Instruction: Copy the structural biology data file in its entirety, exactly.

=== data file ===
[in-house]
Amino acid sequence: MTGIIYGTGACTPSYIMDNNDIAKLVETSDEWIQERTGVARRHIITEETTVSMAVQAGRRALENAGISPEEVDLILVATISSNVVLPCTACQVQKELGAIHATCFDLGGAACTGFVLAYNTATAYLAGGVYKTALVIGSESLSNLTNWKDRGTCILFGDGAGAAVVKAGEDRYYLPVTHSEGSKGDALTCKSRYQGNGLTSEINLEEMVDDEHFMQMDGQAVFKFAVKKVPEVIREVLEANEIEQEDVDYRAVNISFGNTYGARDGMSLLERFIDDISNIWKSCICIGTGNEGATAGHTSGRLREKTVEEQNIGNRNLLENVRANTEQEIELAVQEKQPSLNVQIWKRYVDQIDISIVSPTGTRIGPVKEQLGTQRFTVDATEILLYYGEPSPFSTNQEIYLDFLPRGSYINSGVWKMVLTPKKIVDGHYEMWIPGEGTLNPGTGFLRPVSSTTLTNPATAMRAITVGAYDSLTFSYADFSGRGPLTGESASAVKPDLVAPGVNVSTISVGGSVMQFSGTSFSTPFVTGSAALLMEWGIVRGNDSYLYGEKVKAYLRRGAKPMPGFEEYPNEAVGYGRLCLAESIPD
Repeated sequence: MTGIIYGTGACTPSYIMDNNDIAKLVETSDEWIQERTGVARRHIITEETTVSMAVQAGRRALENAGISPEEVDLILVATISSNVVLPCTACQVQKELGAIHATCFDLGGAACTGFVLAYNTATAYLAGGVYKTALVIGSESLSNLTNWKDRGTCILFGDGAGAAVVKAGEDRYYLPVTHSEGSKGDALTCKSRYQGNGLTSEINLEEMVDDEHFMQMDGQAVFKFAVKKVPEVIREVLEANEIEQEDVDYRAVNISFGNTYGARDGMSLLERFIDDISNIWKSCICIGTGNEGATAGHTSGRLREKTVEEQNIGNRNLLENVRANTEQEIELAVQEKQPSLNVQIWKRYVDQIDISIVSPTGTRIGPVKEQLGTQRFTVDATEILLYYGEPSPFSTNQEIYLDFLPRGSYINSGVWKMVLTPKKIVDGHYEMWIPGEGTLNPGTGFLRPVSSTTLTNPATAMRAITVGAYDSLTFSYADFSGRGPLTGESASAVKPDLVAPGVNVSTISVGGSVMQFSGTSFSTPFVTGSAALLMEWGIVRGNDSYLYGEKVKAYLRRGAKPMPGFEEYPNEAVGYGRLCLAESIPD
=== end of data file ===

[in-house]
Amino acid sequence: MTGIIYGTGACTPSYIMDNNDIAKLVETSDEWIQERTGVARRHIITEETTVSMAVQAGRRALENAGISPEEVDLILVATISSNVVLPCTACQVQKELGAIHATCFDLGGAACTGFVLAYNTATAYLAGGVYKTALVIGSESLSNLTNWKDRGTCILFGDGAGAAVVKAGEDRYYLPVTHSEGSKGDALTCKSRYQGNGLTSEINLEEMVDDEHFMQMDGQAVFKFAVKKVPEVIREVLEANEIEQEDVDYRAVNISFGNTYGARDGMSLLERFIDDISNIWKSCICIGTGNEGATAGHTSGRLREKTVEEQNIGNRNLLENVRANTEQEIELAVQEKQPSLNVQIWKRYVDQIDISIVSPTGTRIGPVKEQLGTQRFTVDATEILLYYGEPSPFSTNQEIYLDFLPRGSYINSGVWKMVLTPKKIVDGHYEMWIPGEGTLNPGTGFLRPVSSTTLTNPATAMRAITVGAYDSLTFSYADFSGRGPLTGESASAVKPDLVAPGVNVSTISVGGSVMQFSGTSFSTPFVTGSAALLMEWGIVRGNDSYLYGEKVKAYLRRGAKPMPGFEEYPNEAVGYGRLCLAESIPD
Repeated sequence: MTGIIYGTGACTPSYIMDNNDIAKLVETSDEWIQERTGVARRHIITEETTVSMAVQAGRRALENAGISPEEVDLILVATISSNVVLPCTACQVQKELGAIHATCFDLGGAACTGFVLAYNTATAYLAGGVYKTALVIGSESLSNLTNWKDRGTCILFGDGAGAAVVKAGEDRYYLPVTHSEGSKGDALTCKSRYQGNGLTSEINLEEMVDDEHFMQMDGQAVFKFAVKKVPEVIREVLEANEIEQEDVDYRAVNISFGNTYGARDGMSLLERFIDDISNIWKSCICIGTGNEGATAGHTSGRLREKTVEEQNIGNRNLLENVRANTEQEIELAVQEKQPSLNVQIWKRYVDQIDISIVSPTGTRIGPVKEQLGTQRFTVDATEILLYYGEPSPFSTNQEIYLDFLPRGSYINSGVWKMVLTPKKIVDGHYEMWIPGEGTLNPGTGFLRPVSSTTLTNPATAMRAITVGAYDSLTFSYADFSGRGPLTGESASAVKPDLVAPGVNVSTISVGGSVMQFSGTSFSTPFVTGSAALLMEWGIVRGNDSYLYGEKVKAYLRRGAKPMPGFEEYPNEAVGYGRLCLAESIPD